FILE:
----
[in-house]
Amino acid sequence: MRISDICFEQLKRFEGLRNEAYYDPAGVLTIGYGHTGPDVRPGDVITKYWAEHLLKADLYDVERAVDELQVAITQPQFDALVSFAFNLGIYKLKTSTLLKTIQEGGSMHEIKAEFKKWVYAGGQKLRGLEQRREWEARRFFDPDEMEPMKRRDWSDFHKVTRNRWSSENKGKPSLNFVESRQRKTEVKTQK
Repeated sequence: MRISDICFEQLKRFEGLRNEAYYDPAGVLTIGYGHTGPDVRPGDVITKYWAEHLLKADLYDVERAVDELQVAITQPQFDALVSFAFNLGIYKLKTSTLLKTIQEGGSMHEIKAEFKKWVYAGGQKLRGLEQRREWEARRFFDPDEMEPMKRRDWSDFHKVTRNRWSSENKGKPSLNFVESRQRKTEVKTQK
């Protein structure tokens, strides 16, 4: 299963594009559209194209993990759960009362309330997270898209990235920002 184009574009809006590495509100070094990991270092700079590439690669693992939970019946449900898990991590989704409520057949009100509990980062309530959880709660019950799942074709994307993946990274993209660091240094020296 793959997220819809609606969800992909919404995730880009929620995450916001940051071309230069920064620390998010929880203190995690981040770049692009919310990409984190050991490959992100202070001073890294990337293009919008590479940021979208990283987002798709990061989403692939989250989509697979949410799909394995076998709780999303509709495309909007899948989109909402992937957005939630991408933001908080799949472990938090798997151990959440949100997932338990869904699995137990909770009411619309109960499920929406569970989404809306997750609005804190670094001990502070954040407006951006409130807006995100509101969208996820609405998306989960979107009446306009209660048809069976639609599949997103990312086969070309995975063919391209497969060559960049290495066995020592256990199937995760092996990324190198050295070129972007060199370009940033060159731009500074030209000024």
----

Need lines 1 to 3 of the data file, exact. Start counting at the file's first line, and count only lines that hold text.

[in-house]
Amino acid sequence: MRISDICFEQLKRFEGLRNEAYYDPAGVLTIGYGHTGPDVRPGDVITKYWAEHLLKADLYDVERAVDELQVAITQPQFDALVSFAFNLGIYKLKTSTLLKTIQEGGSMHEIKAEFKKWVYAGGQKLRGLEQRREWEARRFFDPDEMEPMKRRDWSDFHKVTRNRWSSENKGKPSLNFVESRQRKTEVKTQK
Repeated sequence: MRISDICFEQLKRFEGLRNEAYYDPAGVLTIGYGHTGPDVRPGDVITKYWAEHLLKADLYDVERAVDELQVAITQPQFDALVSFAFNLGIYKLKTSTLLKTIQEGGSMHEIKAEFKKWVYAGGQKLRGLEQRREWEARRFFDPDEMEPMKRRDWSDFHKVTRNRWSSENKGKPSLNFVESRQRKTEVKTQK